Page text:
Up until the Reformation in the sixteenth century, most cemeteries consisted primarily of randomly placed headstones.Wealthy folks purchased their way into being buried within the walls and floors of their church. But a series of edicts and a slowdown of church construction during the Reformation essentially put an end to burial within the church. Moneyed types started looking outside the walls of the church to erect a suitable memorial to themselves and their families. Elaborate statuary, tombs, and monuments slowly began to find their way into formerly stark churchyards and city cemeteries.When garden cemeteries with vast landscaped expanses began to be developed in the early nineteenth century, they became a new architectural frontier for America’s architects, artists, designers, and builders.

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Table of Contents

Preface . . . . . . . . . . . . . . . . . . . . . . . . . . . . . . . . . . . . . . . . . . . 7

Introduction . . . . . . . . . . . . . . . . . . . . . . . . . . . . . . . . . . . . . . 10

FUNERARY ARCHITECTURE: DESIGNED FOR ETERNITY

Mausoleums, Chapels, Offices . . . . . . . . . . . . . . . . . . . . . 12

Tombs, Sculptures, Memorials . . . . . . . . . . . . . . . . . . . . . 26

The Sarcophagus . . . . . . . . . . . . . . . . . . . . . . . . . . . . .27

STONE SENTINELS: DESIGNED FOR REMEMBRANCE

Flora . . . . . . . . . . . . . . . . . . . . . . . . . . . . . . . . . . . . . . . . . 40

Plants and Flowers . . . . . . . . . . . . . . . . . . . . . . . . . . . . 41

Fruits, Grains, and Vines . . . . . . . . . . . . . . . . . . . . . . . 55

Trees and Bushes . . . . . . . . . . . . . . . . . . . . . . . . . . . . . 60

Fauna . . . . . . . . . . . . . . . . . . . . . . . . . . . . . . . . . . . . . . . . . 68

Animals . . . . . . . . . . . . . . . . . . . . . . . . . . . . . . . . . . . . 69

Fowls and Insects . . . . . . . . . . . . . . . . . . . . . . . . . . . . 77

Fishes and Mollusks . . . . . . . . . . . . . . . . . . . . . . . . . . 86

Reptiles and Amphibians . . . . . . . . . . . . . . . . . . . . . . 89

Mythical Creatures . . . . . . . . . . . . . . . . . . . . . . . . . . . 92

The Evangelists . . . . . . . . . . . . . . . . . . . . . . . . . . . . . 95

The Human Condition . . . . . . . . . . . . . . . . . . . . . . . . . 100

The Seven Virtues . . . . . . . . . . . . . . . . . . . . . . . . . . 102

Human Body Parts . . . . . . . . . . . . . . . . . . . . . . . . . . 105

Worldly Symbols . . . . . . . . . . . . . . . . . . . . . . . . . . . 110

Mortality Symbols . . . . . . . . . . . . . . . . . . . . . . . . . . . . . .126

Religious Devotion . . . . . . . . . . . . . . . . . . . . . . . . . . . . . 140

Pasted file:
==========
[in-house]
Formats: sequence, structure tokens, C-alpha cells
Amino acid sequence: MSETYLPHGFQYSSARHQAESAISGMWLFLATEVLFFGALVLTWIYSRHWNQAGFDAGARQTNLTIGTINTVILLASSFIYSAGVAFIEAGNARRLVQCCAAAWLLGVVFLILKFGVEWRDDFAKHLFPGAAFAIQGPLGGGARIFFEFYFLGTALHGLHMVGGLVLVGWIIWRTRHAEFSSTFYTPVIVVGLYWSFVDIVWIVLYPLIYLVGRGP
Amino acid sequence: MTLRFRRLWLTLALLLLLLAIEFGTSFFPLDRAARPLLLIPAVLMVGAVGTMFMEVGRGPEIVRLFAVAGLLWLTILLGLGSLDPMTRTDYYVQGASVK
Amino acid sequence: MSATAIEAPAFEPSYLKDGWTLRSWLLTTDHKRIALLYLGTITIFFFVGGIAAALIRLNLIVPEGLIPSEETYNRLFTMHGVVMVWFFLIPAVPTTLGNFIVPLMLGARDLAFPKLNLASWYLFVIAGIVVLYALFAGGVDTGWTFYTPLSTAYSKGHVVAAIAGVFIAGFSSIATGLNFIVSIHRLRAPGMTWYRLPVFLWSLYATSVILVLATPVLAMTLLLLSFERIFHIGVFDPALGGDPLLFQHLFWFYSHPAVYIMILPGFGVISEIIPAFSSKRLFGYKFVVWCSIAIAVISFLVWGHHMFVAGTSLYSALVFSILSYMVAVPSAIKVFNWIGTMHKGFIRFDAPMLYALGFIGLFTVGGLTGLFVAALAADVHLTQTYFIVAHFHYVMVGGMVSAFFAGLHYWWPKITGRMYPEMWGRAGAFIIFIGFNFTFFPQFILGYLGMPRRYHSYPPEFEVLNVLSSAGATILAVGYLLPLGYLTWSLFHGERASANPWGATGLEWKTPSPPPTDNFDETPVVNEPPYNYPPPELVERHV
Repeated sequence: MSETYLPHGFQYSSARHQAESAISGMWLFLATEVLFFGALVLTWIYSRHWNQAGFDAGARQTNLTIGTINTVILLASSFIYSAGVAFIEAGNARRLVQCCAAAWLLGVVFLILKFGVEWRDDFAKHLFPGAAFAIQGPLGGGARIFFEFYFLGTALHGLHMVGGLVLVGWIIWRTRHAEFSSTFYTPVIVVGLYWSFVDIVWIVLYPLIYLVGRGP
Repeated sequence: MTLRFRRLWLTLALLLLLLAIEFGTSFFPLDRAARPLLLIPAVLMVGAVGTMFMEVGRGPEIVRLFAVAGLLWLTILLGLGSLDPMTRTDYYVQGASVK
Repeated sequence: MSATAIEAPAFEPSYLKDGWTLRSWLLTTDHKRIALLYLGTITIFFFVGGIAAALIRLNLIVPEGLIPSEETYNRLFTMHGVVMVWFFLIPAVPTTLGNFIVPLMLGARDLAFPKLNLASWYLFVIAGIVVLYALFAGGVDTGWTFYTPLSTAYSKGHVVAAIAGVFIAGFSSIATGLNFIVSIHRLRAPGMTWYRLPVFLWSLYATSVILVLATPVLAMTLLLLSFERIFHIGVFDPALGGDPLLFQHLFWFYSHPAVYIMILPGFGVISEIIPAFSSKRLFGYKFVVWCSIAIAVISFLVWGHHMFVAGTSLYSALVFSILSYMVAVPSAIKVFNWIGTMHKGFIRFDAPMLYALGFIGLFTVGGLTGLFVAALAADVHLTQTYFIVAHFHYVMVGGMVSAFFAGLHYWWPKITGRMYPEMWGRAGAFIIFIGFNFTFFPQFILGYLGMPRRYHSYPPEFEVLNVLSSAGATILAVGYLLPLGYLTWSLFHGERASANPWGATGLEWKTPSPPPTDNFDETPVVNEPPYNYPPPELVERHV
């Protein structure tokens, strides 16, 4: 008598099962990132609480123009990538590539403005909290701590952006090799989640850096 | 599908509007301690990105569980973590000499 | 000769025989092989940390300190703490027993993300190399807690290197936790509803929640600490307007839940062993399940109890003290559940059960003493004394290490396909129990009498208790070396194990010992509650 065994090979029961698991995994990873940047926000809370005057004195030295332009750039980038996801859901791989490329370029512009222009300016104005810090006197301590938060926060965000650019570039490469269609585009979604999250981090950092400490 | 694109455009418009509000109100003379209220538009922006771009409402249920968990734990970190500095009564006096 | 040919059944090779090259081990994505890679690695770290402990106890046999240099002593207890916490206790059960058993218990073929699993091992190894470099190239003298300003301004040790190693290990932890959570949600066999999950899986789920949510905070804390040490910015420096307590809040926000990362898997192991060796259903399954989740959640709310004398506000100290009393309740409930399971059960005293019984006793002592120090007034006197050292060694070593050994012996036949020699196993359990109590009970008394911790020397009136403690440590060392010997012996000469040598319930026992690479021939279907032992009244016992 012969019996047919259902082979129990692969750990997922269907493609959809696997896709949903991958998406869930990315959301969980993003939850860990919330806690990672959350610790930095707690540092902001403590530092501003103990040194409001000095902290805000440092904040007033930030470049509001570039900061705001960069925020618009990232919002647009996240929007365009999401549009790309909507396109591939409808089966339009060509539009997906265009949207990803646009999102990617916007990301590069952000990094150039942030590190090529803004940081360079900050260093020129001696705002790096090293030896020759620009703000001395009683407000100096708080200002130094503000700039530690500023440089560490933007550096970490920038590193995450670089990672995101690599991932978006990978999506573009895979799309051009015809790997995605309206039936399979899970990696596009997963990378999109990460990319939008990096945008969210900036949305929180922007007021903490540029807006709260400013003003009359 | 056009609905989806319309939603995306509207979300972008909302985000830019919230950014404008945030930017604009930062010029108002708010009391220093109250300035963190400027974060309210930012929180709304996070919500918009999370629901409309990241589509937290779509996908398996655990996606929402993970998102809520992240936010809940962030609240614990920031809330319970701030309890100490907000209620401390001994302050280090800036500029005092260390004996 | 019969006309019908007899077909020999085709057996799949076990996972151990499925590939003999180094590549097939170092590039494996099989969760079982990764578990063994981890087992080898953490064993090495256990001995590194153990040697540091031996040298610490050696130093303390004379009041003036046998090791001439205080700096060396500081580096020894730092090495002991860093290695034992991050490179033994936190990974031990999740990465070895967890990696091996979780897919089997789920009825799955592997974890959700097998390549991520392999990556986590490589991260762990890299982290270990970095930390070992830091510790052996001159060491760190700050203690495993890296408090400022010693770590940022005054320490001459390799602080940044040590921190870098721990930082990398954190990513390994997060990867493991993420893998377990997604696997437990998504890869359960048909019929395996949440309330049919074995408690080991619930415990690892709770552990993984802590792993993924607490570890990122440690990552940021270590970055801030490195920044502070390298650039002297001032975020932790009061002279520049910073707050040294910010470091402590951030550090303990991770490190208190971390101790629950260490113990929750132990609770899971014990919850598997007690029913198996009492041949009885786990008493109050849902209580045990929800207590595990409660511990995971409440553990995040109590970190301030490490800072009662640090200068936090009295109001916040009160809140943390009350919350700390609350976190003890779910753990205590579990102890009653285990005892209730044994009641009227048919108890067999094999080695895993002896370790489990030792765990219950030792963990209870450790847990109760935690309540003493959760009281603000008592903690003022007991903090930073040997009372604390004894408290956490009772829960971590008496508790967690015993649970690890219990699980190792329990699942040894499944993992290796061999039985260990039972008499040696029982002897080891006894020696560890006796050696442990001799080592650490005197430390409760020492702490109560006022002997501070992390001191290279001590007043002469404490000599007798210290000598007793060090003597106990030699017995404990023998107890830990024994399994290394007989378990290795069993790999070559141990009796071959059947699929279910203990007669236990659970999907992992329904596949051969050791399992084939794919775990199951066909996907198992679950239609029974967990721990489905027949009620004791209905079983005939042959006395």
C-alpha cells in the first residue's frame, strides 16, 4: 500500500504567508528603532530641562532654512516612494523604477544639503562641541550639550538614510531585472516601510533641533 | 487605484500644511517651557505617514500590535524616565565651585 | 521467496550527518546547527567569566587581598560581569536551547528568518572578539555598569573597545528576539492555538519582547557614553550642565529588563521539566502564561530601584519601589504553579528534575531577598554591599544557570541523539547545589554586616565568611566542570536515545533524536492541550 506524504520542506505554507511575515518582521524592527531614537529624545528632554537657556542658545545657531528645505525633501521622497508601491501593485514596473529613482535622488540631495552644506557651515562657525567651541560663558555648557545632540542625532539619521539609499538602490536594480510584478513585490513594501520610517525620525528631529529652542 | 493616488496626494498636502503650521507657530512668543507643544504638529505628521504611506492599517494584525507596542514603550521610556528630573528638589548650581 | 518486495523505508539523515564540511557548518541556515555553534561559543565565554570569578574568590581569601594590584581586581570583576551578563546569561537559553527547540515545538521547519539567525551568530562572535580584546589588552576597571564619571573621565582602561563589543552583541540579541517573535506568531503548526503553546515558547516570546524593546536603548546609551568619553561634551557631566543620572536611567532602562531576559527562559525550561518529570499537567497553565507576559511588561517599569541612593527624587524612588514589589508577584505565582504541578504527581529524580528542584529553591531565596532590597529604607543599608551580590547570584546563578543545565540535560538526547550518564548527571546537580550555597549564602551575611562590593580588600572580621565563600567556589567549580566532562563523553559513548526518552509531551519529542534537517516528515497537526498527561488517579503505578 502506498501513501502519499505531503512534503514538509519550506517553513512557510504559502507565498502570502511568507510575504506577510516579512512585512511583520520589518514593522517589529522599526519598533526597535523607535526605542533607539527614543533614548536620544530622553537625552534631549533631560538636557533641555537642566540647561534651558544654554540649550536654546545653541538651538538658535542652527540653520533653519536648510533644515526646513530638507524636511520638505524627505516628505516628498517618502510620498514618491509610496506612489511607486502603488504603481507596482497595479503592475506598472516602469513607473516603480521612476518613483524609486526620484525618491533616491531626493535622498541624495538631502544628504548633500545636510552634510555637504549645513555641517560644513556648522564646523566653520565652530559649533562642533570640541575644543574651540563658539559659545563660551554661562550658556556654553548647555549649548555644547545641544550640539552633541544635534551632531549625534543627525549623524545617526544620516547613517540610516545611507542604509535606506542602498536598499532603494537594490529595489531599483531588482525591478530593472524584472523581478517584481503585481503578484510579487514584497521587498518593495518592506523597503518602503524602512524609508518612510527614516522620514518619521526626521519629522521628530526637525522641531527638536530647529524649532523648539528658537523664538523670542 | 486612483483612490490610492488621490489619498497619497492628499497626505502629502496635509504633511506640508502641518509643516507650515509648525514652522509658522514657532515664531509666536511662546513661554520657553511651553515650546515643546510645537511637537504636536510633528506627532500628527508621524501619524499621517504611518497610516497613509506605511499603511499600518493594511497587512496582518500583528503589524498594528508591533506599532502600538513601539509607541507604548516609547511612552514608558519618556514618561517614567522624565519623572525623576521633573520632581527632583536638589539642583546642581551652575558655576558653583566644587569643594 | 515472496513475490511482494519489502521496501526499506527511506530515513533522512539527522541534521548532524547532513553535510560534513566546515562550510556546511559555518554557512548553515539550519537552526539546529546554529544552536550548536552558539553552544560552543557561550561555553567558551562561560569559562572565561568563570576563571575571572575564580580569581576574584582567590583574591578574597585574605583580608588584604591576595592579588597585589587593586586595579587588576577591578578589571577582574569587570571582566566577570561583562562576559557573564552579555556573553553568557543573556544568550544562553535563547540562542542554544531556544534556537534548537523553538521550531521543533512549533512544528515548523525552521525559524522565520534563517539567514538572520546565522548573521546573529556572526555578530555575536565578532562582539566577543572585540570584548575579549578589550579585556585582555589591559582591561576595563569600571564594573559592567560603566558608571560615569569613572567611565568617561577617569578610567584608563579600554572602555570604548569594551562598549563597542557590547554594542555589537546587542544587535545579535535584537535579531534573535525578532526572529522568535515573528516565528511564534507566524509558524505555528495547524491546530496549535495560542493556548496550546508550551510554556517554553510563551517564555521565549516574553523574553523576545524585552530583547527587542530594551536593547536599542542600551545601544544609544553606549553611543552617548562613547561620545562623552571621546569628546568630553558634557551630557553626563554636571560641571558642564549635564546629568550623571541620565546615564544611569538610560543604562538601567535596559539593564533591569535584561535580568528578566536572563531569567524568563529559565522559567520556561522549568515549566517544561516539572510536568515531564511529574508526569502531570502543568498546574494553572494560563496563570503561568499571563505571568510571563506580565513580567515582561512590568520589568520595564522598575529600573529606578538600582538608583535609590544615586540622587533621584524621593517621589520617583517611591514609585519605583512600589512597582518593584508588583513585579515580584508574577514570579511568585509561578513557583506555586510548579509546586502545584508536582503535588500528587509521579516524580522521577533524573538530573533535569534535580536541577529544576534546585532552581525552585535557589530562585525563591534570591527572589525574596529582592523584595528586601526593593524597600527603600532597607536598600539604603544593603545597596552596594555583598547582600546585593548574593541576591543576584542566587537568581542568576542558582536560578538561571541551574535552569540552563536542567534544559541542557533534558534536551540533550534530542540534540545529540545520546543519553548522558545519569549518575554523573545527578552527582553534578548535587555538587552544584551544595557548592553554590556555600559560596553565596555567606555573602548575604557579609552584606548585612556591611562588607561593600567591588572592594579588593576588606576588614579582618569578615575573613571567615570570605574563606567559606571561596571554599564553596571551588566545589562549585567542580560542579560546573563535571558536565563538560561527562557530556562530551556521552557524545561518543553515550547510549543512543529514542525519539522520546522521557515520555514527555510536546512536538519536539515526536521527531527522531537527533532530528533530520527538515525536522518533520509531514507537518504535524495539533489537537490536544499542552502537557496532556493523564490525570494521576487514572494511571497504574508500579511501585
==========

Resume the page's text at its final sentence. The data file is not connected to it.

Christian Symbolism . . . . . . . . . . . . . . . . . . . . . . . . . 141

Hebrew Symbolism . . . . . . . . . . . . . . . . . . . . . . . . . . 153

Chinese and Japanese Symbolism . . . . . . . . . . . . . . 159

Heavenly Messengers . . . . . . . . . . . . . . . . . . . . . . . . 162

The Cross . . . . . . . . . . . . . . . . . . . . . . . . . . . . . . . . . 172

Secret Societies, Clubs, and Fraternal Organizations . . 180

Acronyms of Societies, Clubs, and Organizations . . 204

Final Impressions . . . . . . . . . . . . . . . . . . . . . . . . . . . . . . 228

Gallery . . . . . . . . . . . . . . . . . . . . . . . . . . . . . . . . . . . .257

Suggestions for Further Reading . . . . . . . . . . . . . . . . . . . . . 279

Index . . . . . . . . . . . . . . . . . . . . . . . . . . . . . . . . . . . . . . . . . . . 280

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Customer Reviews

Average Rating 4.5
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Sort by: Showing all of 4 Customer Reviews
  • Anonymous

    Posted December 19, 2007

    An Exceptional Gift From the Living....

    This book is the best of kind on the subject matter. It is truly an enjoyable read as well as an extensive reference tool. The photos are truly beautiful and detailed. A true bargain if looking for this kind of thing and the cover is sueded with gold lettering and a nice silk book mark making it a nice little coffee table book or lovely gift.

    1 out of 1 people found this review helpful.

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  • Anonymous

    Posted November 16, 2013

    Gravely Informative

    Great guide with lots of information great pictures. For all who are interested in the meanings of cemetery and grave marker symbols this is a must have book. Excellent book!

    Was this review helpful? Yes  No   Report this review
  • Anonymous

    Posted March 27, 2010

    No text was provided for this review.

  • Anonymous

    Posted January 2, 2010

    No text was provided for this review.